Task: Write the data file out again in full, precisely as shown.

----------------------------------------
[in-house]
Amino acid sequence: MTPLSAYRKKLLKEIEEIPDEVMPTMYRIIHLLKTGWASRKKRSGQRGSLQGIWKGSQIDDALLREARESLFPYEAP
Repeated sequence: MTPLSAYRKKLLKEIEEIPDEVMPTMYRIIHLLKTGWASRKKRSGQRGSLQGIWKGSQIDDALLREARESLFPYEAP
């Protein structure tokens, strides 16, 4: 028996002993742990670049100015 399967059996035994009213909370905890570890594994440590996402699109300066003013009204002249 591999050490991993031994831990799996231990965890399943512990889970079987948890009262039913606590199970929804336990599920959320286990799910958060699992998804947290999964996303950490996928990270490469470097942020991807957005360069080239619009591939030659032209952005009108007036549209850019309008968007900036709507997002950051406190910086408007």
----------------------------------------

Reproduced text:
[in-house]
Amino acid sequence: MTPLSAYRKKLLKEIEEIPDEVMPTMYRIIHLLKTGWASRKKRSGQRGSLQGIWKGSQIDDALLREARESLFPYEAP
Repeated sequence: MTPLSAYRKKLLKEIEEIPDEVMPTMYRIIHLLKTGWASRKKRSGQRGSLQGIWKGSQIDDALLREARESLFPYEAP
């Protein structure tokens, strides 16, 4: 028996002993742990670049100015 399967059996035994009213909370905890570890594994440590996402699109300066003013009204002249 591999050490991993031994831990799996231990965890399943512990889970079987948890009262039913606590199970929804336990599920959320286990799910958060699992998804947290999964996303950490996928990270490469470097942020991807957005360069080239619009591939030659032209952005009108007036549209850019309008968007900036709507997002950051406190910086408007």